A total of 1,102 clinical isolates of Gram-negative bacilli was obtained from four hospitals during 1967 and these cultures were tested for sensitivity to ampicillin. Approximately 80% of the strains of Escherichia coli and 90% of the strains of Proteus mirabilis, the two organisms most frequently isolated, were sensitive to ampicillin. Klebsiella-Enterobacter species and Pseudomonas aeruginosa were generally insensitive. Comparison of these results with data obtained in an earlier study with Gram-negative organisms isolated in 1961 showed that there had been no significant increase in the incidence of resistance of Gram-negative bacilli to ampicillin during the period 1961-67.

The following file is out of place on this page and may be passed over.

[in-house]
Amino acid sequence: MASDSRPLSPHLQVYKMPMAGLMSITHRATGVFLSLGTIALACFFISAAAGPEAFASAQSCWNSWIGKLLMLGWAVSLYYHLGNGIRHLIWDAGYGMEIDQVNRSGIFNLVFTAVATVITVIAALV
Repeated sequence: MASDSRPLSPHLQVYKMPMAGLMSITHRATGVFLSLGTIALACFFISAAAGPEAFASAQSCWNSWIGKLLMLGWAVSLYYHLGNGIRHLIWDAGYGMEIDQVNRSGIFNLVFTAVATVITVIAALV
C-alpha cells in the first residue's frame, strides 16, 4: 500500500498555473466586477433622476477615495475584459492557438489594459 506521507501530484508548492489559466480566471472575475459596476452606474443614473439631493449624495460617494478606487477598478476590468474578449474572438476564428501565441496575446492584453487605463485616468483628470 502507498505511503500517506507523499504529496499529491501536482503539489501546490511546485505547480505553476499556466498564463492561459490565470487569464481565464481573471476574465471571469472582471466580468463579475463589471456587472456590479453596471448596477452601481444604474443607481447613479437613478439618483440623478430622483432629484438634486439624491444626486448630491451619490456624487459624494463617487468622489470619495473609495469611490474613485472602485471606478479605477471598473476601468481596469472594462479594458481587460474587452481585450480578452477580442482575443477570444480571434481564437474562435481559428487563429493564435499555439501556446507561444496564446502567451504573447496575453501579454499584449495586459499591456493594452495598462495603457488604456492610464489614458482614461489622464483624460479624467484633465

The majority of ampicillin-resistant strains of E. coli isolated in 1967 transferred ampicillin resistance to a sensitive strain of E. coli K12. Only four ampicillin-resistant strains of E. coli isolated in 1961 were available for transferable resistance tests but all four strains transferred ampicillin resistance. Infective or transferable resistance was therefore a feature of ampicillin resistance of certain Gram-negative bacteria before ampicillin became generally available for clinical use.
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